Cutaway drawing of an R3 GCI bunker
Drawn by Jason Blackiston

The R3 was never intended to survive a direct hit from a nuclear weapon but was designed to withstand a near miss from Russian pattern bombing with 2,200lb armour piercing high explosive bombs (BRAB) dropped from 35,000 feet. It was decided to rebuild the GCI station at Wartling underground with a new two level R3 operations building alongside the old Happidrome. Due to the location being barely above sea level, the trial test bores sunk to determine the site of the R3 indicated that the building would be liable to serious flooding if this location was chosen.

It would have been too expensive to overcome this problem so an alternative site was found on higher ground with the Type 7 radar scanner remaining at the old site as this was more suited for its performance. This radar was mounted above the underground operations room designated as an R7. During construction of the new station, the Happidrome remained fully operational and RAF Pevensey was reactivated as one of 15 stations promoted to a 'readiness chain home'. The station's radar was upgraded as part of the first phase of the Rotor 1 programme.

Photo:The two level operations room in an R3 GCI Radar Station

Construction started over the winter of 1951/2 excavating the hole with a dragline shovel. The hole had to be large enough to accommodate the R3 structure, some 200' long by 120' wide on two levels. It was constructed as a box with walls, floor and ceiling in 10' thick concrete reinforced with tungsten rods every six inches throughout. The contractors were Trollope & Colls who had worked on other MOD sites. Shifts ran throughout the day and night and a regular convoy of trucks took away tons of earth, much of it going to the Crumbles in Eastbourne to reinstate pebble excavated areas.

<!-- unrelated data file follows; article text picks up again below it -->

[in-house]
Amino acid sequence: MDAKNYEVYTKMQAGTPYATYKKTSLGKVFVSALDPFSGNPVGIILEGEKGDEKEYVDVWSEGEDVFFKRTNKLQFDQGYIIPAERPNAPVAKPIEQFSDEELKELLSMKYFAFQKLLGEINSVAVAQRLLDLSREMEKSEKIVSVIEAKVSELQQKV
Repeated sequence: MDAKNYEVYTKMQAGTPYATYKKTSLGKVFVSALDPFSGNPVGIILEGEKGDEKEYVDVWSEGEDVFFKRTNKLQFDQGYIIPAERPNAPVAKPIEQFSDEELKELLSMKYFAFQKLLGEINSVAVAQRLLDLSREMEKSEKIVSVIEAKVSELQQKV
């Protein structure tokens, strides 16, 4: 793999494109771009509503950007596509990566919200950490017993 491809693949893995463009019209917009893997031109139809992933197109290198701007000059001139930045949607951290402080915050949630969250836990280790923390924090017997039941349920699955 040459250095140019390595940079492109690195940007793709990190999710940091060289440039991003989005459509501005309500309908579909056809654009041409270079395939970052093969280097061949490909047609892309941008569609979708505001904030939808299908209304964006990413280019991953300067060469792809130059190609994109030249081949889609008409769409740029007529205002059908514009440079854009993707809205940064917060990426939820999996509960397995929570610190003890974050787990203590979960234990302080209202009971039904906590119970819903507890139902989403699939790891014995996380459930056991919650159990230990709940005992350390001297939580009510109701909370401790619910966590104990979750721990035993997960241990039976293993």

Following completion of the structure the fitting out phase commenced with skilled ladies employed by Marconi's W/T Company busy creating the complex wiring loom for the new station. RAF Wartling was not completed until 28th February 1955, two years behind schedule. It would appear that there may have been serious problems with water seepage during construction, which delayed completion. On this date it was handed over to the RAF Signals Sections for four weeks 'running up' before becoming fully operational on 28th March when RAF Wartling was transferred over to the underground R3 operations building

Photo:The two level operations room at Wartling in 2004. Compare this to the picture above. The doorway in the bottom left is the same doorway shown on the right hand side of the picture above. The framework for the tote can be seen on the left with an intercept cabin in front and the projector room on the right. Another intercept cabin can be seen on the upper level on the right and above it the floodlights that lit the room.
Photo by Nick Catford

As built the following radars were fitted at RAF Wartling

  • 1 Remote Type 7 Mk III above an R7 well with a T79 IFF
  • 1 Type 11 (M) Mk VII
  • 3 Type 13 MK VII mounted on 9' high concrete plinths
  • 2 Type 13 Mk VI mounted on 12' high concrete plinths
  • 1 Type 14 Mk VIII on a 25' gantry
  • 1 Type 14 Mk IX on a plinth
  • 1 Type 14 Mk 9 mounted on a 25' gantry
  • 1 Type 54 Mk 3 mounted on a 200' tower

For further information and pictures of RAF Wartling click here

[Source: Nick Catford]

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Last updated 21st September 2004

© 2004 Subterranea Britannica